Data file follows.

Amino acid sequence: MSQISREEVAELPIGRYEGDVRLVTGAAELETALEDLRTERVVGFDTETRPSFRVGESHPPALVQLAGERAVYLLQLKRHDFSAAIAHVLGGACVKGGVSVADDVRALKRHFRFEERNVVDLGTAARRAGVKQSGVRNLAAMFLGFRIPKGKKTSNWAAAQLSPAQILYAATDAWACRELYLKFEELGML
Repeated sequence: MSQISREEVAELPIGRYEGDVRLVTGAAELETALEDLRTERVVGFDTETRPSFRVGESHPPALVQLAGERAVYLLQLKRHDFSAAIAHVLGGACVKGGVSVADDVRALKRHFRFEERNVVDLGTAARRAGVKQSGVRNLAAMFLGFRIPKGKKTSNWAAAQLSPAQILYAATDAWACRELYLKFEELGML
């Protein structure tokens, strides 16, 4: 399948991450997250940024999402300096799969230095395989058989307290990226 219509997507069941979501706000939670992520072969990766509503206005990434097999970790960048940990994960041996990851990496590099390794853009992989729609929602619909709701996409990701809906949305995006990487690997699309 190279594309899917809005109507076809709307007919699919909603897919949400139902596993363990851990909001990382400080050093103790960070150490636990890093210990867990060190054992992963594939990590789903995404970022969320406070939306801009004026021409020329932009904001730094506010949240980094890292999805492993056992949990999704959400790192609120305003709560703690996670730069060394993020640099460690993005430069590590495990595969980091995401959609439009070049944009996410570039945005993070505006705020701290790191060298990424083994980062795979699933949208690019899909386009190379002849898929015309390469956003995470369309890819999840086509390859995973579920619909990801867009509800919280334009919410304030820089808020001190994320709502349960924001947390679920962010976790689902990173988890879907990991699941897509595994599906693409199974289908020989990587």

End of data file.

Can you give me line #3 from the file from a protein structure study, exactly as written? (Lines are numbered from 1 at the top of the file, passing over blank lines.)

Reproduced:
């Protein structure tokens, strides 16, 4: 399948991450997250940024999402300096799969230095395989058989307290990226 219509997507069941979501706000939670992520072969990766509503206005990434097999970790960048940990994960041996990851990496590099390794853009992989729609929602619909709701996409990701809906949305995006990487690997699309 190279594309899917809005109507076809709307007919699919909603897919949400139902596993363990851990909001990382400080050093103790960070150490636990890093210990867990060190054992992963594939990590789903995404970022969320406070939306801009004026021409020329932009904001730094506010949240980094890292999805492993056992949990999704959400790192609120305003709560703690996670730069060394993020640099460690993005430069590590495990595969980091995401959609439009070049944009996410570039945005993070505006705020701290790191060298990424083994980062795979699933949208690019899909386009190379002849898929015309390469956003995470369309890819999840086509390859995973579920619909990801867009509800919280334009919410304030820089808020001190994320709502349960924001947390679920962010976790689902990173988890879907990991699941897509595994599906693409199974289908020989990587």